While we’re looking at the concept of kindness through animals (real or stuffed), we have to mention Jonathan Stutzman and Isabelle Arsenault’s The Mouse Who Carried a House on His Back, which is perhaps more about generosity (which is sort of a subcategory of “kindness”). Vincent (the mouse) puts down the house he carries on his back in an ideal spot on a hill. And Vincent makes that house open to whatever tired travelers may pass by – even if it’s a hungry cat (!). It’s like a woodland AirBNB without the bill (or the chores)!
Birds can be kind, as well, as readers of Night Lunch by Eric Fan and Dena Seiferling learn. (I know; I had my doubts, too.) The majority of the book chronicles an owl chef preparing food for customers of his late-night food cart. But the busy chef makes time to prepare a veritable feast for a hungry mouse street sweeper once their evening shifts end.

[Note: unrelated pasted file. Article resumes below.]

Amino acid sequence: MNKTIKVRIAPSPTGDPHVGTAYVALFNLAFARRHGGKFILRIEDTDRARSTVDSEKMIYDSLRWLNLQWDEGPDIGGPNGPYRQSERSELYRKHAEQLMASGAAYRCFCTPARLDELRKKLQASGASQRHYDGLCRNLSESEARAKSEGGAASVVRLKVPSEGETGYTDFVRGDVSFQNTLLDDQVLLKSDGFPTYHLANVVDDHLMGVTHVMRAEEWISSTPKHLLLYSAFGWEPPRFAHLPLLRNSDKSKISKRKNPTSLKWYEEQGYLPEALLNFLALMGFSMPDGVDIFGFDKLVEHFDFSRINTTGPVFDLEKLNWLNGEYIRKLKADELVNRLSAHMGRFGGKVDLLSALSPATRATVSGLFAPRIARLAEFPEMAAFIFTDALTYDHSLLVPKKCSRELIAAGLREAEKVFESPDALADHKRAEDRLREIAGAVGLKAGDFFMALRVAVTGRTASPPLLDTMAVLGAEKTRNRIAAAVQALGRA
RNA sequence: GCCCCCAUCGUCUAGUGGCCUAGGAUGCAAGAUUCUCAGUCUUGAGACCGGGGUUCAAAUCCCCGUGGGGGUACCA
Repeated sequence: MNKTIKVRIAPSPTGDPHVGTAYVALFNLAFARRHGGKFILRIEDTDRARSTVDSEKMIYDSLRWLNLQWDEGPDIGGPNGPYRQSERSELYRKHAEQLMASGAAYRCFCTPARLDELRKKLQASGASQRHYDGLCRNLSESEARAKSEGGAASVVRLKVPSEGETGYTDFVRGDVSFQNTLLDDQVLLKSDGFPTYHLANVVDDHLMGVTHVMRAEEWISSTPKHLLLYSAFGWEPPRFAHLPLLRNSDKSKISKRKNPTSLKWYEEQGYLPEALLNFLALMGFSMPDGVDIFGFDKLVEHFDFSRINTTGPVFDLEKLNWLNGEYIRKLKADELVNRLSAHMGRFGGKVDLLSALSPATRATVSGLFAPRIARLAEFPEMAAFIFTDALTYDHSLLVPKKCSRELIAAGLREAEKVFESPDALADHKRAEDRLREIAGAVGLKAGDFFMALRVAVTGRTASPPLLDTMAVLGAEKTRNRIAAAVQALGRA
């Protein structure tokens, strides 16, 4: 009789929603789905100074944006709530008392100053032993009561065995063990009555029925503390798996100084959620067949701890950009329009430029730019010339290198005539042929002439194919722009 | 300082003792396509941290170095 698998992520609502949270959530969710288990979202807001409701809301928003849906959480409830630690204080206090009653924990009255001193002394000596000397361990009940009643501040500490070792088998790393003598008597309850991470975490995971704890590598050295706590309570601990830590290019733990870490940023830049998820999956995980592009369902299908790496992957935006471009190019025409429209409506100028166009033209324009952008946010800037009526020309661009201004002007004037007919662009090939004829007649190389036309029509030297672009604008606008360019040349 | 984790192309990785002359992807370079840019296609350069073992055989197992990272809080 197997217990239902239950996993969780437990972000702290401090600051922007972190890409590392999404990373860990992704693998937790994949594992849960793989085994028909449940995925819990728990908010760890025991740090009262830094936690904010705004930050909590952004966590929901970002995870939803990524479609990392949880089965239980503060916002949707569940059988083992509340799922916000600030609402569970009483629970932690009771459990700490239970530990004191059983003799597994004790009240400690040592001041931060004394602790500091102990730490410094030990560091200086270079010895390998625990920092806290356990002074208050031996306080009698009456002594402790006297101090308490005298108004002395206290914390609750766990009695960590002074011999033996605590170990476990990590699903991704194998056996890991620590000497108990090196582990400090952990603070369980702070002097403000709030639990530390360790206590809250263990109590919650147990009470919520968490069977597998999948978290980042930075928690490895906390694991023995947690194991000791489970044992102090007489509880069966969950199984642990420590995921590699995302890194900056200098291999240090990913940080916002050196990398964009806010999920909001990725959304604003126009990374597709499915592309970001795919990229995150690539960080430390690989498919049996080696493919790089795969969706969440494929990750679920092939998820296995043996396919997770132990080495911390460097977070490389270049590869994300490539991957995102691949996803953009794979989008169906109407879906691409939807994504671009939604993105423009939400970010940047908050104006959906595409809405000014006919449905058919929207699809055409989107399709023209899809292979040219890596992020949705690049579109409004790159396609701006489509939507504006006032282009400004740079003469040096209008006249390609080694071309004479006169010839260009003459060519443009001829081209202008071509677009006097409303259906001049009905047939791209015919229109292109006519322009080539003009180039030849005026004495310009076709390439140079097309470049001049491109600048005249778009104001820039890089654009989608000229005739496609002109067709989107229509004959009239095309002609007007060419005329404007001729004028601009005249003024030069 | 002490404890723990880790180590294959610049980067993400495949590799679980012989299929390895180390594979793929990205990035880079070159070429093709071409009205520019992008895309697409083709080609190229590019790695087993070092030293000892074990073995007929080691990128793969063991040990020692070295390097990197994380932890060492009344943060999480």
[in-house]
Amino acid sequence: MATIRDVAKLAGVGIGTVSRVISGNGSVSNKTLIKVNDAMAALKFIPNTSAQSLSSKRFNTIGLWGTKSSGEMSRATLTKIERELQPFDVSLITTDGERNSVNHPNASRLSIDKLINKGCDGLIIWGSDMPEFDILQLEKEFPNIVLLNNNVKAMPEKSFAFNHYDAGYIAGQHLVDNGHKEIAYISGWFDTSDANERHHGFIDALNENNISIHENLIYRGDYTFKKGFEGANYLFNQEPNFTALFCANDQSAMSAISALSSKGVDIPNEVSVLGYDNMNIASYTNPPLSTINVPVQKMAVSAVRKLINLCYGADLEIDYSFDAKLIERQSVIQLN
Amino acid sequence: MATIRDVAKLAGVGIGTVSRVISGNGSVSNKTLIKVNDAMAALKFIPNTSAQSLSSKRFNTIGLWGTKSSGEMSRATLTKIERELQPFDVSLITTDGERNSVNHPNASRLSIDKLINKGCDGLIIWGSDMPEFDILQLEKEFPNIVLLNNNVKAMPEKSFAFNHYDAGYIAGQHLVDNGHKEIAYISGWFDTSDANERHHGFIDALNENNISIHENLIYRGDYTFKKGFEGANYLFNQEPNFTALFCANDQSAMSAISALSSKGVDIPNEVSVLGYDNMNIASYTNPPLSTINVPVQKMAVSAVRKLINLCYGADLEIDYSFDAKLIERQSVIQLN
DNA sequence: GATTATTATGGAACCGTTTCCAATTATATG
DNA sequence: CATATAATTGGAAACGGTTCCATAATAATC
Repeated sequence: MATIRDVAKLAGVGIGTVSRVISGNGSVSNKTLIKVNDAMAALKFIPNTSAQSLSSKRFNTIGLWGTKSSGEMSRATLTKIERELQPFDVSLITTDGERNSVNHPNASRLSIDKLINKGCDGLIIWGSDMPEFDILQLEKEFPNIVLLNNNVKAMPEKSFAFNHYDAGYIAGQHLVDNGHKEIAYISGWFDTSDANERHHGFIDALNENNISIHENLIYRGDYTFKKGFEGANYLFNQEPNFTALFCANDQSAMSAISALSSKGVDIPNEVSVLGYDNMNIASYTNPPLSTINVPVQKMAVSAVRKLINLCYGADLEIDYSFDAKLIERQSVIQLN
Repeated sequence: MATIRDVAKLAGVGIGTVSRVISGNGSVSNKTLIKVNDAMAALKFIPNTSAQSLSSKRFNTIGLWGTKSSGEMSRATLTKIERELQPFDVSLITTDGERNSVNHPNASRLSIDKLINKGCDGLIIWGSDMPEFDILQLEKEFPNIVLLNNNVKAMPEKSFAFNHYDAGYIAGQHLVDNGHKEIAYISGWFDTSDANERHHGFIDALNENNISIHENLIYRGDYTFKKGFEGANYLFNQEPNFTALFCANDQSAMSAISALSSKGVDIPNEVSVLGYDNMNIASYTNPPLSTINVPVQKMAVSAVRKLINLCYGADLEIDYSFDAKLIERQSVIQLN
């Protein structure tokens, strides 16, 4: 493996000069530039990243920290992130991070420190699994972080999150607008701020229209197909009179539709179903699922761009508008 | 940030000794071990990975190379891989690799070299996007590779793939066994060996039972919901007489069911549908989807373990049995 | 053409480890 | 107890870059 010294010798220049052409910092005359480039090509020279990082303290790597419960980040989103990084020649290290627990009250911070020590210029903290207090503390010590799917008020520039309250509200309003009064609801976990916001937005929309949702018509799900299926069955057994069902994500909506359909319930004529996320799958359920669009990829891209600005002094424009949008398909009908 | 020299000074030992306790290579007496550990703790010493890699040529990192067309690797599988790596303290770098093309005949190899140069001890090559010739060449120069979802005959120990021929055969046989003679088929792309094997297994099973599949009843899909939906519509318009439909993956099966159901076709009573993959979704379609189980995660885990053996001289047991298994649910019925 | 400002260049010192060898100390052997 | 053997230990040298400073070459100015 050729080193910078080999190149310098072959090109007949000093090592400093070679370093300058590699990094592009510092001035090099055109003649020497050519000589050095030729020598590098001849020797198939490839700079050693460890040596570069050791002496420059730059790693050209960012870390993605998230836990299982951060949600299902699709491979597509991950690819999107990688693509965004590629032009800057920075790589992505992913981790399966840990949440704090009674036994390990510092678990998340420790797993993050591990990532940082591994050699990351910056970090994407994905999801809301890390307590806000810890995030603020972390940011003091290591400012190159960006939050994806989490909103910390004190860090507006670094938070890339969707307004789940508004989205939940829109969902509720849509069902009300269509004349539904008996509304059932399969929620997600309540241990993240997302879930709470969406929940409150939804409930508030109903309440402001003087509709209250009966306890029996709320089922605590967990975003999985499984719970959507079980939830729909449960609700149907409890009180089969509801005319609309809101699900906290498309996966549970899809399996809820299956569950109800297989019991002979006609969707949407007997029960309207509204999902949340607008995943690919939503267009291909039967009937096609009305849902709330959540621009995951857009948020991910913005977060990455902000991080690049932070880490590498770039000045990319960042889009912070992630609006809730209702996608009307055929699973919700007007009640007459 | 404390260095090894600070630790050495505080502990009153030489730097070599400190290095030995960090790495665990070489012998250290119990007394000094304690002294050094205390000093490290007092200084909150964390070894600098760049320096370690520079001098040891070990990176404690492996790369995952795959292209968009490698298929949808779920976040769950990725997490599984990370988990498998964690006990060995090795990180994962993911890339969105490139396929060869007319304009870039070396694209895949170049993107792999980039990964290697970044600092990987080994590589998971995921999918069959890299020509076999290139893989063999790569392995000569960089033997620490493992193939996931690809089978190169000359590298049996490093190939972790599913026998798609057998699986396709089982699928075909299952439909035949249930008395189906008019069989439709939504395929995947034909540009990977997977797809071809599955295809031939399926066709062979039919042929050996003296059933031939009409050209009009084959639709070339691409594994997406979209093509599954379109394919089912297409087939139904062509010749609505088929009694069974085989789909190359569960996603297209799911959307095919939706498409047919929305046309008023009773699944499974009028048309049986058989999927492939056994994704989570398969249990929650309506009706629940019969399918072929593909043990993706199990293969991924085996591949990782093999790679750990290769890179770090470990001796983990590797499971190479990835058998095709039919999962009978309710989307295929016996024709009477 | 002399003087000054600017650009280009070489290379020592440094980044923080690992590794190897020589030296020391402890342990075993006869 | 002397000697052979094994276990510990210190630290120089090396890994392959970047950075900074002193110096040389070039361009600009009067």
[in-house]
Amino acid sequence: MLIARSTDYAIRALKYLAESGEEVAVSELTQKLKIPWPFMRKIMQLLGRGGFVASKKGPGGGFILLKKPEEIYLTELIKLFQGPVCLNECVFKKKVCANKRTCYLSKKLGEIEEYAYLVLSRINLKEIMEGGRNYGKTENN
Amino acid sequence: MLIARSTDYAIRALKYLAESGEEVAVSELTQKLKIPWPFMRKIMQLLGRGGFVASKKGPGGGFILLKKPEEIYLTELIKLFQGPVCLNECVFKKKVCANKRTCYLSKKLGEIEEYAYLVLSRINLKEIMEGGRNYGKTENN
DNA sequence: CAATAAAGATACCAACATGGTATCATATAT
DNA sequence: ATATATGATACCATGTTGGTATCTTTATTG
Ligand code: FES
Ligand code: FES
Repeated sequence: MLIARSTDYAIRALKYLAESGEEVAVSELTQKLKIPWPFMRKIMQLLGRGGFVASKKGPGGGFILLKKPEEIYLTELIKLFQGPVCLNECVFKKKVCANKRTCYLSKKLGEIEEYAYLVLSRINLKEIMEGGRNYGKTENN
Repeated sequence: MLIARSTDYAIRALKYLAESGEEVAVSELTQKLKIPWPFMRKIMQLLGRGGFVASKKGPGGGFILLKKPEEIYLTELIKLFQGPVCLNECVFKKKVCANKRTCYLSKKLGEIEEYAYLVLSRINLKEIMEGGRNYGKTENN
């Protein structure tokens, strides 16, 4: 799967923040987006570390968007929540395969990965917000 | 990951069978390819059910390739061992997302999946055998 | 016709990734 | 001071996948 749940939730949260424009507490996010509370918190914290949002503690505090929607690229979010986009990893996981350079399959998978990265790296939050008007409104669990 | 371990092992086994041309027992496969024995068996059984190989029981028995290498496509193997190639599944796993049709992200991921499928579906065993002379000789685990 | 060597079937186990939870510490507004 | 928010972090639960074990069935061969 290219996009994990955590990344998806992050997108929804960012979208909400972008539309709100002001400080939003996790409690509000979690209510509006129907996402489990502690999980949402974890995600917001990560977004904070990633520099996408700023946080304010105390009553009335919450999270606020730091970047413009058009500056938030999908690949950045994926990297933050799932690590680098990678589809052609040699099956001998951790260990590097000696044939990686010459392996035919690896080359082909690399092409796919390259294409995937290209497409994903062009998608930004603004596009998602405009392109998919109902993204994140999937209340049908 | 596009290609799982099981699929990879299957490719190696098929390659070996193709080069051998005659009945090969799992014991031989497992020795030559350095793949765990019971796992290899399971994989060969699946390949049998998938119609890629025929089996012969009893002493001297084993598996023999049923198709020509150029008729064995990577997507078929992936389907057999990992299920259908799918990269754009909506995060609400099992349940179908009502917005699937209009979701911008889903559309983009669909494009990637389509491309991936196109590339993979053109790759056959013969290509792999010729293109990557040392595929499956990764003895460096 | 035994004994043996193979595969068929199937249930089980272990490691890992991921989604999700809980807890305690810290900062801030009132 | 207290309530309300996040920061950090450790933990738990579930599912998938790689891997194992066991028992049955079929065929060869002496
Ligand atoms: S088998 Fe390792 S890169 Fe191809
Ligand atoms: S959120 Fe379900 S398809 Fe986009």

Mice and owls abound in Little Witch Hazel by Phoebe Wahl, but it’s the title character, a tiny witch who is a some-time midwife and full-time friend to all the residents of her forest, who is the kindness role model here. The book is broken into four seasonal and self-contained adventures, but the common thread is that Little Witch Hazel is a good and caring friend to all – whether they be an injured critter or a lonely (maybe) ghost – and that kindness makes for a more wonderful life for everyone.